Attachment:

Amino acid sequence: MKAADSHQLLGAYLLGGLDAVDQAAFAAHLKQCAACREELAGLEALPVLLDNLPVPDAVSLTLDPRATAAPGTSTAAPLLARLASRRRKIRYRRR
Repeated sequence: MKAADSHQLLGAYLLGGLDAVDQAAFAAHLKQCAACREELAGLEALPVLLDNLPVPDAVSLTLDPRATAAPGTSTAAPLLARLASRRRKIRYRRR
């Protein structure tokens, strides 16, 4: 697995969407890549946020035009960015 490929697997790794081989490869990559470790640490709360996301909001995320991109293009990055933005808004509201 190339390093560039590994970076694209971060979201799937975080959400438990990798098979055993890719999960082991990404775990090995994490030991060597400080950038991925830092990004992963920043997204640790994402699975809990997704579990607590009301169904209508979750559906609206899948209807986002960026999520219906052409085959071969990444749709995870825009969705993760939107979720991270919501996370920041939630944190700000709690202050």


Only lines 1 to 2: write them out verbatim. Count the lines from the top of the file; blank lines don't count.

Amino acid sequence: MKAADSHQLLGAYLLGGLDAVDQAAFAAHLKQCAACREELAGLEALPVLLDNLPVPDAVSLTLDPRATAAPGTSTAAPLLARLASRRRKIRYRRR
Repeated sequence: MKAADSHQLLGAYLLGGLDAVDQAAFAAHLKQCAACREELAGLEALPVLLDNLPVPDAVSLTLDPRATAAPGTSTAAPLLARLASRRRKIRYRRR